Former undercover drugs police officer Simon McLean spent years tackling Glasgow’s growing drug problem in the early 80s.
He spent 17 years targeting supply in the Govan area, often posing as a dealer himself to infiltrate high-level crime gangs.
Being part of Glasgow’s serious crime squad was Simon’s ultimate goal.
“We were dealing through the letter box to the punters that would come in, and from that it took us to Renfrew, Ayrshire, Greenock,” he said.
“We recovered firearms, huge amounts of drugs and information.
“We were never chasing drug users. They were only a route to the drug dealers, suppliers, manufacturers and importers.”
Simon says at the time there was very little known about distribution but he recognised it was behind most of the crime in the area.
“The police were totally oblivious to it. Not only oblivious but deliberately ignored it. Didn’t think it was a police matter.”
He secured funding for Scotland’s first public ‘tip off line’, which led to undercover operations in an area known as Wine Alley, which is only a few hundred yards for the former Orkney Street police station.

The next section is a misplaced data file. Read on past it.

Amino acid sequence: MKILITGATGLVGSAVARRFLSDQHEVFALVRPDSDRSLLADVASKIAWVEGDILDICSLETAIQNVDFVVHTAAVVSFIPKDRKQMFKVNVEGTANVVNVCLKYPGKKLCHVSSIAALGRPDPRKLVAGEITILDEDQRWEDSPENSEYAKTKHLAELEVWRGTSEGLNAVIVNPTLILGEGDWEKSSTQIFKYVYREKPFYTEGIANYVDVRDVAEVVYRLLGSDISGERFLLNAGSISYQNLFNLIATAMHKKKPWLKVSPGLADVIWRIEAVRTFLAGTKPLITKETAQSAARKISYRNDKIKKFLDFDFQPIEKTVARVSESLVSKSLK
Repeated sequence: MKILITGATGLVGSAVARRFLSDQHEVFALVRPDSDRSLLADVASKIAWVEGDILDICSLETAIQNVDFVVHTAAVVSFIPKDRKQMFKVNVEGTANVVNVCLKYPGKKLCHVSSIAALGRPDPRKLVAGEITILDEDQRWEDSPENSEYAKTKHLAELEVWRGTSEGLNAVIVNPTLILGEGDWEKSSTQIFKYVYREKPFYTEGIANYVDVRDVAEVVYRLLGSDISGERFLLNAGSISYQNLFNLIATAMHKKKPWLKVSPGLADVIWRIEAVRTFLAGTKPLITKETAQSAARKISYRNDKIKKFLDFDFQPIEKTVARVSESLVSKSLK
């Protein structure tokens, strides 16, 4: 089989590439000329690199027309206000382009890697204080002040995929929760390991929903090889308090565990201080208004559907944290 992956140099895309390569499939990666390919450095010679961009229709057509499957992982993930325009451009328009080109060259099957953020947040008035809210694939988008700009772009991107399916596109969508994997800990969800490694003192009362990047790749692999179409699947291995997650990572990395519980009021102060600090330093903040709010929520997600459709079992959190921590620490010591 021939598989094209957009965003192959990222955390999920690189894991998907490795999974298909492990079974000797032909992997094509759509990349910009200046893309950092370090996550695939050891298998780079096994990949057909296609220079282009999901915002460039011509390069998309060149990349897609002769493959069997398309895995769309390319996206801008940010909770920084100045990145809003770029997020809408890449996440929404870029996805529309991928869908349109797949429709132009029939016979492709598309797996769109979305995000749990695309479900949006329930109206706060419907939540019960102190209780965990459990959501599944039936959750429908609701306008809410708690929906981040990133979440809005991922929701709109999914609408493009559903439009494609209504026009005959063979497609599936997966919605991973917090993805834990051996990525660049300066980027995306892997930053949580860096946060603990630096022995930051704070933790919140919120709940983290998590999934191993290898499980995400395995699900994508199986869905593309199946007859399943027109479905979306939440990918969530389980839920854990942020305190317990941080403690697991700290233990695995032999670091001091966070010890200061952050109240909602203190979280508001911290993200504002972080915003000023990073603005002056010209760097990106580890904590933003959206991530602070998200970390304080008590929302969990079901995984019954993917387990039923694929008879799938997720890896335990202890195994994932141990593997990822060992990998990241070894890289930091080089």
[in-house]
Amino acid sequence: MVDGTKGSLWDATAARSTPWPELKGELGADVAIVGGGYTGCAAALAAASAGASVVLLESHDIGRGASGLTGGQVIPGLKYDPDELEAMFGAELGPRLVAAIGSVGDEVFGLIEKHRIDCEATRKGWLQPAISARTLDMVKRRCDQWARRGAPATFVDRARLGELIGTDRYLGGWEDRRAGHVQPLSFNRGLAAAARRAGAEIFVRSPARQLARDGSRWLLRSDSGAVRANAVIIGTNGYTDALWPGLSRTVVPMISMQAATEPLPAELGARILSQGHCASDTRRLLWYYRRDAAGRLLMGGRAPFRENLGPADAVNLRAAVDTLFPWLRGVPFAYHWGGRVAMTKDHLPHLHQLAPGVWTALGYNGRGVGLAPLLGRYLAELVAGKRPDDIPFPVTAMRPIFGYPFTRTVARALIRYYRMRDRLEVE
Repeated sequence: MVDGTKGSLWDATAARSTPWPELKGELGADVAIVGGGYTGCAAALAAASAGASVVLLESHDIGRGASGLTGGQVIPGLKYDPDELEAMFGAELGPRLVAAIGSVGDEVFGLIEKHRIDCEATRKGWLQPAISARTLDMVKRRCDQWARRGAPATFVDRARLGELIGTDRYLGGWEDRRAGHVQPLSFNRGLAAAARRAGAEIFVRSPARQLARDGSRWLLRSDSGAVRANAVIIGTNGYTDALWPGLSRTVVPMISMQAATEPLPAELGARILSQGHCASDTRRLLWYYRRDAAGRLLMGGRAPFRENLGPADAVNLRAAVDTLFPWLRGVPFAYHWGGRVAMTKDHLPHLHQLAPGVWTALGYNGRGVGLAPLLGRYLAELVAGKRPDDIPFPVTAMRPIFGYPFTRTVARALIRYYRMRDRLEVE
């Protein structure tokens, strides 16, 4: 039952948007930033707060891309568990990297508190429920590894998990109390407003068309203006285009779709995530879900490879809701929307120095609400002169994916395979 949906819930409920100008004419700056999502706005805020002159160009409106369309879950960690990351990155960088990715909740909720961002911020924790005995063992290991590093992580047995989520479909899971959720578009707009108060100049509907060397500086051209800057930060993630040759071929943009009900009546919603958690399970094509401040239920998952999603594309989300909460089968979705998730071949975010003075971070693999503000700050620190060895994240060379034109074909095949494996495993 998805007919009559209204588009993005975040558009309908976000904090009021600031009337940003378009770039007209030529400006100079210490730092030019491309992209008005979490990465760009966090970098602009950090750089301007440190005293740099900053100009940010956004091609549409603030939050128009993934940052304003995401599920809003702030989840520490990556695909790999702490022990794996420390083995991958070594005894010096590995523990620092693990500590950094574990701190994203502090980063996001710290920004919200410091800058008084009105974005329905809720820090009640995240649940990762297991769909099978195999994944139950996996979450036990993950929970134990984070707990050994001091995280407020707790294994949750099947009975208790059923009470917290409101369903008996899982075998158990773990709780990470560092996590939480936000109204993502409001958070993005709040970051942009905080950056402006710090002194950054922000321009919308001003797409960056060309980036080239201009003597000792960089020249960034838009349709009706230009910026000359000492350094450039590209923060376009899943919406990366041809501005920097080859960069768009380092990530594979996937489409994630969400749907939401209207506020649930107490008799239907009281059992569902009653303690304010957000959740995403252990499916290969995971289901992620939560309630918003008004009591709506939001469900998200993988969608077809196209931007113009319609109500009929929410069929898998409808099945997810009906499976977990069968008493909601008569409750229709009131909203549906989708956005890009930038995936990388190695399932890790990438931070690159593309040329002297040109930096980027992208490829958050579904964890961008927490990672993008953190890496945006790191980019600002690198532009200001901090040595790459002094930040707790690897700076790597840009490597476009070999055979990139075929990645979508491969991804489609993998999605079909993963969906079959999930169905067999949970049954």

“I’d go to my work [as a police officer] in the morning then in the afternoon I’d sell drugs in the Wine Alley,” Simon said.
‘We had all this heroin that we had to do something with. We buried the heroin and that’s the last we saw of it.’Simon McLean
In one incident, the team buried a haul of heroin in exchange for information from a dealer.
“We recovered a huge amount of heroin. The deal was we would lose this quantity and he wouldn’t be charged if he gave us the information we sought,” Simon said.
“That all led to a big bust down in Greenock with a ship coming in. But we had all this heroin that we had to do something with.
“We buried the heroin and that’s the last we saw of it.”
Simon is speaking out about his experiences as he launches his memoir following his policing career.
The Ten Percent follows his policing career from his first posting in Campbeltown to detective on Rothesay, serious crime squad in Glasgow to undercover drugs officer in Govan.
While Simon believed at the time the team was making a difference, he has concerns about Scotland’s continuing drugs problem.
“The sad thing is we thought we were making a difference but we patently weren’t because I can hand on heart tell you that those problems are still as prevalent in Scotland now and our prisons are full of low level drug users,” he said.
“We need to look at this from a different place than this ‘war on drugs’ that we talk about which hasn’t worked for 40 years.”
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